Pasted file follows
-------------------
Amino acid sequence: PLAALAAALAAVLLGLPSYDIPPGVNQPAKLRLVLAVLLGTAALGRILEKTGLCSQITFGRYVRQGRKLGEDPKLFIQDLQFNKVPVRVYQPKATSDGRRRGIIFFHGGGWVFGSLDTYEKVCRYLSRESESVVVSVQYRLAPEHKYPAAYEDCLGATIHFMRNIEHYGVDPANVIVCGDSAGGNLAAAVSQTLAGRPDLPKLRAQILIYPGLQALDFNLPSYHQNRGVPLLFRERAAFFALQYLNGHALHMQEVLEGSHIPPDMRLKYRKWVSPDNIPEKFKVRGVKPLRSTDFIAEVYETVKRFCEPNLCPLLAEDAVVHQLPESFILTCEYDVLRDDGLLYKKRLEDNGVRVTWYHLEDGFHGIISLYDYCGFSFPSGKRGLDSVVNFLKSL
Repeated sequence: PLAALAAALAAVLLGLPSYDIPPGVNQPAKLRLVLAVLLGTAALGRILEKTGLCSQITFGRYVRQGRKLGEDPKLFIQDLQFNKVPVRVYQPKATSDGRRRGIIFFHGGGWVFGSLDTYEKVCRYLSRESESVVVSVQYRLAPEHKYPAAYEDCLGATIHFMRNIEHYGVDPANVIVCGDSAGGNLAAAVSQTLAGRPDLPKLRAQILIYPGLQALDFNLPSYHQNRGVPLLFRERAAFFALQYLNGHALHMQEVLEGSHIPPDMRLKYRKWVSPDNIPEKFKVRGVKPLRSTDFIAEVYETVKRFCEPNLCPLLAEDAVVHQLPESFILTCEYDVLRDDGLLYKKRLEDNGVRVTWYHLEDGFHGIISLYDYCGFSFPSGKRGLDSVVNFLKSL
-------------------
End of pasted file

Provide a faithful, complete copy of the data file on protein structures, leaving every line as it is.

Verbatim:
Amino acid sequence: PLAALAAALAAVLLGLPSYDIPPGVNQPAKLRLVLAVLLGTAALGRILEKTGLCSQITFGRYVRQGRKLGEDPKLFIQDLQFNKVPVRVYQPKATSDGRRRGIIFFHGGGWVFGSLDTYEKVCRYLSRESESVVVSVQYRLAPEHKYPAAYEDCLGATIHFMRNIEHYGVDPANVIVCGDSAGGNLAAAVSQTLAGRPDLPKLRAQILIYPGLQALDFNLPSYHQNRGVPLLFRERAAFFALQYLNGHALHMQEVLEGSHIPPDMRLKYRKWVSPDNIPEKFKVRGVKPLRSTDFIAEVYETVKRFCEPNLCPLLAEDAVVHQLPESFILTCEYDVLRDDGLLYKKRLEDNGVRVTWYHLEDGFHGIISLYDYCGFSFPSGKRGLDSVVNFLKSL
Repeated sequence: PLAALAAALAAVLLGLPSYDIPPGVNQPAKLRLVLAVLLGTAALGRILEKTGLCSQITFGRYVRQGRKLGEDPKLFIQDLQFNKVPVRVYQPKATSDGRRRGIIFFHGGGWVFGSLDTYEKVCRYLSRESESVVVSVQYRLAPEHKYPAAYEDCLGATIHFMRNIEHYGVDPANVIVCGDSAGGNLAAAVSQTLAGRPDLPKLRAQILIYPGLQALDFNLPSYHQNRGVPLLFRERAAFFALQYLNGHALHMQEVLEGSHIPPDMRLKYRKWVSPDNIPEKFKVRGVKPLRSTDFIAEVYETVKRFCEPNLCPLLAEDAVVHQLPESFILTCEYDVLRDDGLLYKKRLEDNGVRVTWYHLEDGFHGIISLYDYCGFSFPSGKRGLDSVVNFLKSL